Federation Chamber: Australia is beating targets to eliminate HIV/AIDS

22 Nov | '2021



I’d firstly like to thank the member for Higgins for bringing this motion before the chamber to be highlighted for those living with HIV/AIDS in Australia. Her proactive approach to representing her electorate, the broader community and the medical profession is evident through her output of work and her continued dedication to deliver better medical outcomes for all Australians, as a government member.

Australia continues to be a world leader in the elimination of HIV and, in 2019, it became one of only a handful of countries to achieve the 2020 HIV elimination targets set by UNAIDS. Overall, HIV transmissions continue their long-term trend of decreasing in Australia.

In 2019, 90 per cent of the 29,045 people suspected to be living with HIV in Australia had been tested and diagnosed with HIV. Of those diagnosed, 91 per cent were on treatment, and, of those on treatment, 97 per cent had an undetectable viral load, which is great news for all Australians and for those who are suffering from this disease.

The Australian government continues to work towards the important goal of eliminating HIV altogether in Australia and of supporting international efforts to do just that.

In my own electorate, researchers at the Menzies Health Institute Queensland, located within the Griffith University Southport campus in my electorate—my alma mater—have developed a novel anti-HIV protein which suppressed HIV levels in the bone marrow, spleens and brains of mice and prevented the virus from replicating in those areas.

The federal government announced in 2019 a significant investment in the Australian HIV response by way of a funding boost of $45.4 million over four years. Griffith University on the Gold Coast has received more than $3 million in funding for health and science initiatives.

Under the Morrison government, Australia has beat the 2020 HIV elimination targets set by UNAIDS, and we are confident in Australia’s progress to achieve the 2025 UNAIDS targets. These are ambitious targets, and we still have work to do in this area.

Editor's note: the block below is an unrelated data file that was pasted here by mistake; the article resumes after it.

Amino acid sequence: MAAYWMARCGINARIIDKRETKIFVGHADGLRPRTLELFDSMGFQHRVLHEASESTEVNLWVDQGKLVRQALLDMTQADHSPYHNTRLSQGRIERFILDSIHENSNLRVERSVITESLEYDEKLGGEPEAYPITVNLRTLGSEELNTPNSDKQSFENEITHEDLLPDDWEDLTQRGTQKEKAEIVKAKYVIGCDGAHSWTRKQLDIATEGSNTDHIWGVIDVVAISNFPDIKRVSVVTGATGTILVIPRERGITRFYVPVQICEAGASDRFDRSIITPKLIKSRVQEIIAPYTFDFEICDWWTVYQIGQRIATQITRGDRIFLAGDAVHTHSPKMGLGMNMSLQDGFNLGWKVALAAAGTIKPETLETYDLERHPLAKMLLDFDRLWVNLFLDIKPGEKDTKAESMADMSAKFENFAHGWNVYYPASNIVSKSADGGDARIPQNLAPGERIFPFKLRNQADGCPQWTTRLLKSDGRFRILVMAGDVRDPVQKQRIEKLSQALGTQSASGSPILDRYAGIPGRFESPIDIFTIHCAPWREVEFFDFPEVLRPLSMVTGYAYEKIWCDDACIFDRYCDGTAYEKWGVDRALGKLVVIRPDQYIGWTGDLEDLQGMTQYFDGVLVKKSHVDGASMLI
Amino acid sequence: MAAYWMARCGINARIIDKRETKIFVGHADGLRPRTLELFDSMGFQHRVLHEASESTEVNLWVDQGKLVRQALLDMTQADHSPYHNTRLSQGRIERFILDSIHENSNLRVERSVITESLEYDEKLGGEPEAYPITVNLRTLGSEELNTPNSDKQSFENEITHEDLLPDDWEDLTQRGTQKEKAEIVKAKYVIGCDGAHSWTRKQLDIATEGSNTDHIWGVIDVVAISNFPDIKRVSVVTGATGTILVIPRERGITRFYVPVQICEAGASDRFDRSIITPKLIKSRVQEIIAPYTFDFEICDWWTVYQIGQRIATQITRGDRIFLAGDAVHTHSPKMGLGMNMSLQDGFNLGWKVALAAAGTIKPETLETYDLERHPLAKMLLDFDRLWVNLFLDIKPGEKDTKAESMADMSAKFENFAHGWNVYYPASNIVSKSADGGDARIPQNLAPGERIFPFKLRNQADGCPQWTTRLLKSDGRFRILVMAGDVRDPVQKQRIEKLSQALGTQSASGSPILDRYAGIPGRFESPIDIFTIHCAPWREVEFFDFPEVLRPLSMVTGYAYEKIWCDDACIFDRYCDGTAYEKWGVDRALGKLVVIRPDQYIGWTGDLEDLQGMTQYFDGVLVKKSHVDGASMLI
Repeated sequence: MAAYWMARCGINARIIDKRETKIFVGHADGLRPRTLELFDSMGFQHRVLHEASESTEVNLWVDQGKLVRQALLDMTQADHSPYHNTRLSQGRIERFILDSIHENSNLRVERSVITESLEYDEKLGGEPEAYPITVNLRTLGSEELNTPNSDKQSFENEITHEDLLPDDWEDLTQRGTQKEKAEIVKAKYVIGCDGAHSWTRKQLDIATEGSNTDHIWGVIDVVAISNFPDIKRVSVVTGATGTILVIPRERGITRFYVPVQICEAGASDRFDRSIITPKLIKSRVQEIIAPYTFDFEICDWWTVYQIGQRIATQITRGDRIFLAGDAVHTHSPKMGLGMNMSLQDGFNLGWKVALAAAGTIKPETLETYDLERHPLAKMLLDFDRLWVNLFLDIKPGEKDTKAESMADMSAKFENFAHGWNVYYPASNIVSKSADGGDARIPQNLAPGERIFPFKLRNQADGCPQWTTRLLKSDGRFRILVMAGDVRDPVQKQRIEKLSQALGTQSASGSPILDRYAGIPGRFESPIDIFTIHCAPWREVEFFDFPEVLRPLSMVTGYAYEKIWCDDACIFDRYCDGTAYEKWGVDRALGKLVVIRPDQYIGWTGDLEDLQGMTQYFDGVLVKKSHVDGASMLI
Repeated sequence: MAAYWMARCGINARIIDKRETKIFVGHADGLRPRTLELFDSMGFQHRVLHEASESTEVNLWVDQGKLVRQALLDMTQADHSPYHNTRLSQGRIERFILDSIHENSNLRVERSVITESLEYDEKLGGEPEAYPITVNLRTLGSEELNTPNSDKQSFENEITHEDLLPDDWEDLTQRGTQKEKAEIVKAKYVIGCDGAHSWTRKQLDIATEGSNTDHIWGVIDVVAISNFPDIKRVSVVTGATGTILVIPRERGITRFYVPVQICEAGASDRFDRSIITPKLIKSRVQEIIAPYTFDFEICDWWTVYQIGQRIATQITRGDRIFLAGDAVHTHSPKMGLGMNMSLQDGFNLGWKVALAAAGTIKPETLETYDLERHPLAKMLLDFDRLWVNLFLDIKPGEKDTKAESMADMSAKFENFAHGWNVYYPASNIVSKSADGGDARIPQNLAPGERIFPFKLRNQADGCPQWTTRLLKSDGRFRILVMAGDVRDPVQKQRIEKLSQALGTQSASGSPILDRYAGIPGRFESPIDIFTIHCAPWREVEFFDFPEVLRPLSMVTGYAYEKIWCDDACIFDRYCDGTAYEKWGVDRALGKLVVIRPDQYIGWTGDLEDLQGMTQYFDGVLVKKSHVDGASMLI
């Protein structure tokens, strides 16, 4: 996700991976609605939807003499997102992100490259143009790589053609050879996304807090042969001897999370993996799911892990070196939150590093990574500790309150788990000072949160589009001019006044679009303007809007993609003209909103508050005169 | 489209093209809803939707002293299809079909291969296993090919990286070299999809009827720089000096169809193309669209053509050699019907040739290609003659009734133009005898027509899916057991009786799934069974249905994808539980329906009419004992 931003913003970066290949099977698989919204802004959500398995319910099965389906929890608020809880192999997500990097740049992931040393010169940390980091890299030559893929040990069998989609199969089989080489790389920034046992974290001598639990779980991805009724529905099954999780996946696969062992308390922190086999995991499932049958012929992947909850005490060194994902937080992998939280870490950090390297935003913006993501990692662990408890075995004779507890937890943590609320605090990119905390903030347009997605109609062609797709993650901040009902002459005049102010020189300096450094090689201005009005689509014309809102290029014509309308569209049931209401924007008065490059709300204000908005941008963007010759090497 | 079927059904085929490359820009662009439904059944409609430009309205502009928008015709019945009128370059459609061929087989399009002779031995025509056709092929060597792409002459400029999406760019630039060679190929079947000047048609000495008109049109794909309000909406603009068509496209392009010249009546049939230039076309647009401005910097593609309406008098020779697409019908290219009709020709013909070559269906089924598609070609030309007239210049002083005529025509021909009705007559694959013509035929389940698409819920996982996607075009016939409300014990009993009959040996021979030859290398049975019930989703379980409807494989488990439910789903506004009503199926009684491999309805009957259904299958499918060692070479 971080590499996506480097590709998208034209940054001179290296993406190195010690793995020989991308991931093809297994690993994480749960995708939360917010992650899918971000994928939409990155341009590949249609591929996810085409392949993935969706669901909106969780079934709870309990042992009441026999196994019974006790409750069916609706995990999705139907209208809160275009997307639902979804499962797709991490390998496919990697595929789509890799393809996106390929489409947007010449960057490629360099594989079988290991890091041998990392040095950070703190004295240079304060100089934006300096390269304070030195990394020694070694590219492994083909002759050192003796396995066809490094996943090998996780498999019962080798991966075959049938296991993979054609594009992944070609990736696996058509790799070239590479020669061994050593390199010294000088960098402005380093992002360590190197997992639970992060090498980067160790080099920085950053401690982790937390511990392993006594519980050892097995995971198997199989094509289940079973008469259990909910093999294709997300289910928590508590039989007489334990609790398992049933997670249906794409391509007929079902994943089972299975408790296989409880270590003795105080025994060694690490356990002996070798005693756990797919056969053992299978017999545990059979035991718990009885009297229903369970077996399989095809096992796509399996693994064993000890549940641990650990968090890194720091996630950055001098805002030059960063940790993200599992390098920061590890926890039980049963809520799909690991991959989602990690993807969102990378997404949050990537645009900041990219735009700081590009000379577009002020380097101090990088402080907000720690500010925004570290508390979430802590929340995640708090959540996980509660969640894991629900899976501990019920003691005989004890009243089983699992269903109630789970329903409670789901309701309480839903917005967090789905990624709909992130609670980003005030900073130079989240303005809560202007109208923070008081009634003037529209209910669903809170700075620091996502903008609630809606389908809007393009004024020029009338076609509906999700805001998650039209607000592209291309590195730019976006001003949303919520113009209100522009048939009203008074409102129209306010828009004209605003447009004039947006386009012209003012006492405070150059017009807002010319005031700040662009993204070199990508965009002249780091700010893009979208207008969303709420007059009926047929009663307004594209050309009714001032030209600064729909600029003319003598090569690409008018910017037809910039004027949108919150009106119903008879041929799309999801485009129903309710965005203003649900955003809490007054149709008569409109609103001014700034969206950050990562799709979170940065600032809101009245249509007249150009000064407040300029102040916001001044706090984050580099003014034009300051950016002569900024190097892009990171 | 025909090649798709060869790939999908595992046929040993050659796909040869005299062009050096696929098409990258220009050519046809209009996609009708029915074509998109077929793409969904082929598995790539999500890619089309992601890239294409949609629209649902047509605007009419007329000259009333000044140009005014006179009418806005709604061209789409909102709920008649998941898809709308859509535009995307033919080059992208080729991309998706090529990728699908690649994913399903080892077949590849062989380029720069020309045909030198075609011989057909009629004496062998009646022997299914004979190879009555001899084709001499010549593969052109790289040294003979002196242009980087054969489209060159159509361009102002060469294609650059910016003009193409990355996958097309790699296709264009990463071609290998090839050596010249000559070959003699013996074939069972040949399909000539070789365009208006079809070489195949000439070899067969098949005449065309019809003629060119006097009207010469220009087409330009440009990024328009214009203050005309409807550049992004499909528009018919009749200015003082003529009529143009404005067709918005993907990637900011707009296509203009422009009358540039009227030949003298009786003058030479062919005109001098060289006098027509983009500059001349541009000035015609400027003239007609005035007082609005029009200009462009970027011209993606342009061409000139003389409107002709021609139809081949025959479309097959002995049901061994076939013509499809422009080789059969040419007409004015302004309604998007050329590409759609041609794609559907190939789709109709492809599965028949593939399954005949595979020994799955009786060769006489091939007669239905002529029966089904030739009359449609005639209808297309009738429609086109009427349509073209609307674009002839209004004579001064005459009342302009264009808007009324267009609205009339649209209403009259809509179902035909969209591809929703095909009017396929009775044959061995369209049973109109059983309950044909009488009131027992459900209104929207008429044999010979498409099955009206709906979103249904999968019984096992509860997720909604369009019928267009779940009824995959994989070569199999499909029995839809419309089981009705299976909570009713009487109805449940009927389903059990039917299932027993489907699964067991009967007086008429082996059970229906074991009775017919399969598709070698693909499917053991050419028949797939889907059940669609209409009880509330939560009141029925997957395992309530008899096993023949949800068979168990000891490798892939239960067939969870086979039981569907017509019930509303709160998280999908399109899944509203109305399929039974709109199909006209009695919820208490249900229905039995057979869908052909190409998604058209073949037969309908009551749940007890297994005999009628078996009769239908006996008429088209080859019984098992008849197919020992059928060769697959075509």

The government continues to support efforts to eliminate HIV and to support people living with HIV, working closely with the sector. In February 2021 this year, the TGA registered the first prolonged-release injectable HIV treatment for use in Australia. Injectable HIV treatments have several benefits for the patient, including removing the need for daily tablets. Under the Morrison government, Australians are able to access affordable HIV prevention medication and protect themselves and others from possible transmission.

We’re committed to supporting all Australians—including those at higher risk of HIV, the LGBTIQ community—to ensure their safety and prosperity so they can live free and long lives. In addition, pre-exposure prophylaxis was listed on the Pharmaceutical Benefits Scheme on 1 April 2018.

As at March this year, 44,798 people had been dispensed PBS-subsidised PrEP. The number of HIV notifications in Australian-born men with male-to-male sex as an exposure risk has decreased since this PBS listing, which is great news again. This has been attributed to the introduction of PrEP on the PBS. So it’s going in the right direction; it’s going down.

As we approach World AIDS Day, on 1 December this year, it’s important to acknowledge the efforts of those working in this sector and ensure that we all remain committed to supporting the elimination of HIV and AIDS in Australia. Agenda 2025 was launched on 17 June 2021 at Parliament House in Canberra.

It will cost $53 million per annum and proposes a range of activities for community campaigns, peer education, and HIV stigma education and media programs. Campaigns and peer education support the implementation of the National Blood-Borne Viruses and Sexually Transmissible Infections Research Strategy.

Australia is working towards achieving the targets that I outlined. In 2019, 90 per cent of the 29,045 people living with HIV had been diagnosed. As I said, of those, 91 per cent were on treatment. Of those, 97 per cent had an undetectable viral load. We’re certainly making headway with HIV-AIDS in Australia, and I commend the Australian government for the work that we are doing to eliminate it across our great nation.

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